“After our trip to Buenos Aires,” the investment firm of Merrill Lynch announced in early July, “our main impression is that the risks of a spiraling of the crisis in Argentina have increased.” Investors took the warning to heart. On July 11, in its efforts to raise funds on the bond market, the Argentine government was forced to offer interest rates of 14% on its three month bonds; only two weeks earlier, investors had demanded only 9% for similar bonds.

Not long ago, Argentina was the poster-child for the free market, conservative economic policies pushed by the International Monetary Fund (IMF). The Buenos Aires government privatized state enterprises, liberalized foreign trade and investment, and tightened government fiscal and monetary policy. During the 1990s the country’s economy seemed to do well. It now turns out, however, that the good times of the 1990s were built on weak foundations. Economic growth in that period, while substantial, appears to have been in large part the result of an increasing accumulation of international debt, fortuitous expansion of foreign markets, and short term injections of government revenues from the sales of state enterprises.

Things Turn Sour

Toward the end of the decade, things turned sour. By mid-2001 Argentina was into its third year of recession, and its financial problems were threatening the stability of other “emerging markets.” The unemployment rate has risen above 15%, worsening the impact of the increasing income inequality that has characterized the whole IMF-dominated era in Argentina. Not surprisingly, the president’s approval ratings have plummeted and street actions by workers are on the rise.

Argentina’s problems are all the more severe because, in the name of fighting inflation, in the early 1990s the government created a “currency board,” charged with regulating the country’s currency so that the Argentine peso would exchange one-to-one for the U.S. dollar. To assure this fixed exchange rate, the currency board maintains dollar reserves, and cannot expand the supply of pesos without an equivalent increase in the dollars that it holds. The currency board system appeared attractive because of absurd rates of inflation in the 1980s, with price increases of up to 200% a month. By the mid-1990s, inflation in Argentina had been virtually eliminated–but flexibility in monetary policy had also been eliminated. When the current recession began to develop, the government could not expand the money supply as a means of stimulating economic activity. Worse yet, as the economy continued downward, the inflow of dollars slowed, restricting the country’s money supply even further (by the one-to-one rule). And still worse, in the late 1990s, the U.S. dollar appreciated against other currencies, which meant (again, the one-to-one rule) that the peso also appreciated; the result was a further weakening in world demand for Argentine exports.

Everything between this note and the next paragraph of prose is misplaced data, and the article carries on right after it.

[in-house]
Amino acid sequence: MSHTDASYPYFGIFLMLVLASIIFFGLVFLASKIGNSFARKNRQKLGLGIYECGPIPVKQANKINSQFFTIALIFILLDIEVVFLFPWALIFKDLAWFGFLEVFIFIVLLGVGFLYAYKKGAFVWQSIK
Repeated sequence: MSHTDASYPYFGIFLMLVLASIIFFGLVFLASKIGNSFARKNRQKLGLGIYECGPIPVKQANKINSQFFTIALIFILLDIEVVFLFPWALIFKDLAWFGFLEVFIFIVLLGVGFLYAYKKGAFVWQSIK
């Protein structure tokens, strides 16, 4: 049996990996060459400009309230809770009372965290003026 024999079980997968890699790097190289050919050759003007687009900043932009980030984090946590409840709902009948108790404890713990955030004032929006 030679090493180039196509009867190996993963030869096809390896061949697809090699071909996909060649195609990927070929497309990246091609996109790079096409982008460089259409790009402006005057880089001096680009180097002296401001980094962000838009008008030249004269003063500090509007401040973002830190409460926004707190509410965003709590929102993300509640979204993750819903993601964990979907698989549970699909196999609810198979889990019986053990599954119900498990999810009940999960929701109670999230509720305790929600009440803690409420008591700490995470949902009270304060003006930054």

Failure under the Direction of the IMF

Economic policies in Argentina during the past 15 years have had substantial support among the country’s business elite, especially those whose incomes derive from the financial sector and primary product exports. These groups have gained substantially, and officials in the Argentine government have been active in formulating and executing the policies that have led to the current debacle. At the same time, the country’s economic policies have been developed under the direction of the IMF.

From the late 1980s onward, a series of loans have given the IMF leverage to guide Argentine policymakers as they have increasingly adopted the Fund’s conservative economic agenda. As the country has entered into the lasting downturn of the current period, the IMF has continued, unwavering, in its support. The Fund provided Argentina with “small” loans, such as the $3 billion made available in early 1998, when the country’s economic difficulties began to appear. As the Argentine crises has deepened, the IMF has increased its support, supplying a loan of $13.7 billion and arranging $26 billion more from other sources at the end of 2000. As things worsened still further in the summer of 2001, the IMF pledged another $8 billion.